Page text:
The Alabama was fairly beaten by the superior guns of the American vessel and the greater skill of her crew. It is gratifying, in addition to the fact that we are rid of the Alabama, to know that in a fair contest with a British vessel, a United States ship-of-war still maintains its supremacy.

A Sailor’s Telegram.

The following characteristic telegram has been received in Liverpool from an officer who was saved by the Deerhound:

“The Alabama was in first-rate trim. We have been deceived in the Kearsarge. Work hot and heavy, but weight of d----d metal of Kearsarge too much. Her shots went slap through below the water line. Hell could not stand it. Yankee far too fast for Semmes, who held hi man too cheap.”

JULY 18, 1864

Sherman’s Position.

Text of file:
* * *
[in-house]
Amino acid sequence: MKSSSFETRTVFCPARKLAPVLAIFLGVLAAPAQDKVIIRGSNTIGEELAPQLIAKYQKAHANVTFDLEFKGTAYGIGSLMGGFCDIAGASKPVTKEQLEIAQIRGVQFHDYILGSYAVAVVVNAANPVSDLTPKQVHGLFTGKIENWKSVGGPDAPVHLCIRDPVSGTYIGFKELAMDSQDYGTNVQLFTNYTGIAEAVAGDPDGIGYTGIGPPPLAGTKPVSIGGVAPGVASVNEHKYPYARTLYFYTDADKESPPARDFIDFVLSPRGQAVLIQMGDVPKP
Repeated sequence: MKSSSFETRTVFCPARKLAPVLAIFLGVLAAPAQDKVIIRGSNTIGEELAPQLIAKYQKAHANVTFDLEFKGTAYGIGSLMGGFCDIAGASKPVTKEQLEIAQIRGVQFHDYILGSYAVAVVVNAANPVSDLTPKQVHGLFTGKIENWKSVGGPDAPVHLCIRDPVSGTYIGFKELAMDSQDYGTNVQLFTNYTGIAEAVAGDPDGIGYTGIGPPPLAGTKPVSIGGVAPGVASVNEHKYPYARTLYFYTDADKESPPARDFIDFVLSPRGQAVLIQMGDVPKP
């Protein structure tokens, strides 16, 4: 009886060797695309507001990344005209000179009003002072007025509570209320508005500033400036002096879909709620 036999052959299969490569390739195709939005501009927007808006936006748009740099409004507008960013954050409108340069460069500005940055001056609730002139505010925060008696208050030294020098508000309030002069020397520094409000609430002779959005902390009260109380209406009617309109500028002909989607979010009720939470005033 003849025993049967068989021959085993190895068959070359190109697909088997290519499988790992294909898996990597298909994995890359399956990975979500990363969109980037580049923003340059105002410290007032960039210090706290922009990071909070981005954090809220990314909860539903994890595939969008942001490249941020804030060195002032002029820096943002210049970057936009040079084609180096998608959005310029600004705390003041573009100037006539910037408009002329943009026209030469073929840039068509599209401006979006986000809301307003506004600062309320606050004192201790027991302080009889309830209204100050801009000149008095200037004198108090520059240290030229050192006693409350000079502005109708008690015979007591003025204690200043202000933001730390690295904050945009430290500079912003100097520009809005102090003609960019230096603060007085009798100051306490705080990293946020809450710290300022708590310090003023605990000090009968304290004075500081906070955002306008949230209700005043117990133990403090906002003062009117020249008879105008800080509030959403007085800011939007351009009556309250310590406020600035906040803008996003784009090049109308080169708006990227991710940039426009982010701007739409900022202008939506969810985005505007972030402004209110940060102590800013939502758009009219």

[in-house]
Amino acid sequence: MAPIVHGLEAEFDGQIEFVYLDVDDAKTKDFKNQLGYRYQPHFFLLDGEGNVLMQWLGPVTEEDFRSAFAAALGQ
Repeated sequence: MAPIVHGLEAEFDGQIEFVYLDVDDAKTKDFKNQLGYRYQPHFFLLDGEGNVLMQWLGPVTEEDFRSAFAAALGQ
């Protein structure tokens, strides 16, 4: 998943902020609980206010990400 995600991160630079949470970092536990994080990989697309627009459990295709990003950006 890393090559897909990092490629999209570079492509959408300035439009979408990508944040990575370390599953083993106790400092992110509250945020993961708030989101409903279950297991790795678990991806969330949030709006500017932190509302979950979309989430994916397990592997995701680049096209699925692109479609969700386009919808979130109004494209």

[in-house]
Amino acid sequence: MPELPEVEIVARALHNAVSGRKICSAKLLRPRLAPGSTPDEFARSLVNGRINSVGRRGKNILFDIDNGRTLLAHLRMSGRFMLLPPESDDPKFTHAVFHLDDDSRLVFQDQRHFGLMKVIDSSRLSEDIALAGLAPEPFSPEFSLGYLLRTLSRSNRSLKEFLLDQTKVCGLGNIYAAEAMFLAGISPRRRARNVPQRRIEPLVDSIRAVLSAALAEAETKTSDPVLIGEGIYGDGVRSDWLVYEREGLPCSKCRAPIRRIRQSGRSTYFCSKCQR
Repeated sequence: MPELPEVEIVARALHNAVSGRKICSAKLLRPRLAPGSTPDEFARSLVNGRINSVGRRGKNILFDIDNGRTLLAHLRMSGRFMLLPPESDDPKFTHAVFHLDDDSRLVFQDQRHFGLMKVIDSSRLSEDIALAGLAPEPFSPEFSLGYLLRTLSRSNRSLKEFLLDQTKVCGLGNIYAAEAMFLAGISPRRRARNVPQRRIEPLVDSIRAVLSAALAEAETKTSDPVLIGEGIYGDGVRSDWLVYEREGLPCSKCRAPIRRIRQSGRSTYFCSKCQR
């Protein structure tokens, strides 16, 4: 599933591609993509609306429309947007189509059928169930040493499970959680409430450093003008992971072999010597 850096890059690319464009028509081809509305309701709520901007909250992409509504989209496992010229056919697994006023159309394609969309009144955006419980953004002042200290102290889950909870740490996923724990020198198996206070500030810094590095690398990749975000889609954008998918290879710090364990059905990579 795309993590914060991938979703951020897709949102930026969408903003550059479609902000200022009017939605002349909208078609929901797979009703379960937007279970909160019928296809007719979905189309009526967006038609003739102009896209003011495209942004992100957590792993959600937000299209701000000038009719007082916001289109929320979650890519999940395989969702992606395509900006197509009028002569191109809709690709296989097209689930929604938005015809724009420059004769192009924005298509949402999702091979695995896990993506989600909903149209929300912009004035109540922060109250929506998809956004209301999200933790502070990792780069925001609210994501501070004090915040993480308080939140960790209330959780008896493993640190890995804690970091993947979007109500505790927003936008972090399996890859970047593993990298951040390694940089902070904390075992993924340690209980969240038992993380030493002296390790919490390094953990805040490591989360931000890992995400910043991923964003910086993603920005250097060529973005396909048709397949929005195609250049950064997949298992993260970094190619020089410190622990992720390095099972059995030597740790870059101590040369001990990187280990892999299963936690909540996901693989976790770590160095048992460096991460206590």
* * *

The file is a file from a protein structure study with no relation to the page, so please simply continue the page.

If there ever was a glorious opportunity presented before to the Confederate army to annihilate the invading forces of our enemy, that opportunity now presents itself, and only requires bold and decisive action for the consummation of a brilliant success. Situated as Sherman is at present, his danger is imminent. He is now three hundred miles from his base of operation, in a country hostile to his army, and barren of resources wherewith to support the large force under his command. A brief view of the “situation” will develop the precariousness of his position and show the advantages we would possess of crushing him, if the movements of our army are characterized by daring and decision.